Life on Tapp: New travel restrictions have scuppered my plans for a weekend in Paris...
There was a point in the early autumn when things started to look rosier when there was genuine hope that normality might be on the horizon.
Blaise Tapp writes: By that stage, a significant proportion of the population had been vaccinated, the booster programme was being rolled out, high streets were getting busy again, and, perhaps most importantly to millions of us, the world began to look that little bit bigger again.
The red list was shrinking fast and it looked likely that I wouldn’t have to sell a kidney to stay in another caravan in exactly the kind of English seaside town that Morrissey once sang about. Sunnier climes looked to be back on the agenda again.
Like the vast majority of the population, I have not stepped away from these shores for well over two years but, until a week or so ago, I genuinely believed that this unwelcome run would come to an end.
Just over a month ago, spurred on by the misapprehension that the days of being cautious were behind us, I took the plunge and booked a weekend in Paris. Without Mrs Tapp.
This only received our house’s equivalent of Royal assent due to the fact that I had planned to travel to the world’s most romantic city next month with an old school chum to watch some of the world’s best footballers in action.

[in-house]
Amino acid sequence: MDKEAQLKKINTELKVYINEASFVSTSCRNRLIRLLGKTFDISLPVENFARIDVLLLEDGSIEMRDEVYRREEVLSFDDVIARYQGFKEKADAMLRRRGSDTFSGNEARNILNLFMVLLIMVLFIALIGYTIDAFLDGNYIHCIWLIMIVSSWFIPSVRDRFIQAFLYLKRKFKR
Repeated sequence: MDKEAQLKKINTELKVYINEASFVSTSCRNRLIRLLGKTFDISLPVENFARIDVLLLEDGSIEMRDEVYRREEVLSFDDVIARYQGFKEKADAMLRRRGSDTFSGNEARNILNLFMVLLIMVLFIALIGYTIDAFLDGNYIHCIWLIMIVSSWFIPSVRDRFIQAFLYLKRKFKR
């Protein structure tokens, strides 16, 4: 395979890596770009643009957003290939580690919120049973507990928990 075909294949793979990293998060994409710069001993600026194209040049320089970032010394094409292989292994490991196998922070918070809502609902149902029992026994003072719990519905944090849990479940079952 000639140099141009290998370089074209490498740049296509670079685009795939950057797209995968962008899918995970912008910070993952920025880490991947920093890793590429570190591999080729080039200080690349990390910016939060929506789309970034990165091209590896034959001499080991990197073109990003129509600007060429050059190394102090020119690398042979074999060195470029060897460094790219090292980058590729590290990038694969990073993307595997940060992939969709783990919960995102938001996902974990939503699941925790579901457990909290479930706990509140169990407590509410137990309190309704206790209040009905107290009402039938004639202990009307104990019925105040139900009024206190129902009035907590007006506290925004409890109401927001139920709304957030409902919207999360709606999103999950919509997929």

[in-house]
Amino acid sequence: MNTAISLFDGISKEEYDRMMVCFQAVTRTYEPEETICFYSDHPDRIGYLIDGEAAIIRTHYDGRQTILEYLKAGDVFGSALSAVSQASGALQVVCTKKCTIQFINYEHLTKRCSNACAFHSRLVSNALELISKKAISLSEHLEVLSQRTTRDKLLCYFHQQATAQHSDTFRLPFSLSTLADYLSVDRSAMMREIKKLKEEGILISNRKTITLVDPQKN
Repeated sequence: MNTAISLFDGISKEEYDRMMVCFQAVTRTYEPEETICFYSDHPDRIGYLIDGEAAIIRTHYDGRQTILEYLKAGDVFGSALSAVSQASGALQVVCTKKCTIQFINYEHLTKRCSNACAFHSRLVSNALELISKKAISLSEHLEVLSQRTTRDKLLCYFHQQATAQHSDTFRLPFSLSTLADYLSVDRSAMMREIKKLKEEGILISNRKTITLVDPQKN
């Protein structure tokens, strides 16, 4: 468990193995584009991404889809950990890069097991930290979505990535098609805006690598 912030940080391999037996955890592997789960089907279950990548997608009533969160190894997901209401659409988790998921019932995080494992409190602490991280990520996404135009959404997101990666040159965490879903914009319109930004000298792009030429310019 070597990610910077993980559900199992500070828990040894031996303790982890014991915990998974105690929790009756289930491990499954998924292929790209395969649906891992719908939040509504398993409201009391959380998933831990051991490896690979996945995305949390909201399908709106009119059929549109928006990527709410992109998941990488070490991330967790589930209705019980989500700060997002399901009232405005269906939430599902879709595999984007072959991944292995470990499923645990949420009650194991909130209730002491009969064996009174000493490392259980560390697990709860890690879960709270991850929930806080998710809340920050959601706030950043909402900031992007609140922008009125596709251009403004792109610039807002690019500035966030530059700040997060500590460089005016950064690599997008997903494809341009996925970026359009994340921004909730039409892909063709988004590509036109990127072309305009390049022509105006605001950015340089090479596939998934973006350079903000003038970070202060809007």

I had it all figured out; I booked a hotel, the type of place that middle age blokes use to sleep off the excesses of the night before, and had the travel sorted.
Back in the days before coronavirus (the new BC), I booked a crossing on Eurotunnel for a long since refunded family holiday on a very reasonably priced French campsite (take note greedy British holiday companies) and I now have to use it before the end of February.
Given the events of the past week or so when new restrictions have been placed on foreign travel due to the Omicron variant, it looks like I will lose the money.
As annoying as it is, saying goodbye to cash that I forgot about almost as soon as I shelled it out nearly two years ago, doesn’t bother me nearly as much as not being able to travel.
While I’m no Michael Palin, I do like to travel abroad and I miss it. If we are to eradicate memories of being scared to leave the house then it is important that we have the confidence to spread our wings again but, at the moment, many of us don’t.
I had already planned how I would stock up on decent French reds - half the price of the mediocre plonk I can pick up at my local offie - and gorge myself on French cheese and proper croissants.
In the grand scheme of things, being deterred from travelling abroad is a small price to pay if it means that we are spared a spike in hospitalisations or even deaths, but it is another hammer blow to a travel industry that has been decimated by 21 months of lockdowns, travel bans, and an ever-shifting government policy.
As long as hopping on a plane or crossing the Channel remains tricky for most of us with young families and work commitments, then it is less likely that many of us will be able to experience what passes for ‘normality’.
While we live in a great country, with stunningly diverse landscapes and some of the loveliest spots in the world, you really can’t beat the feeling that experiencing different cultures gives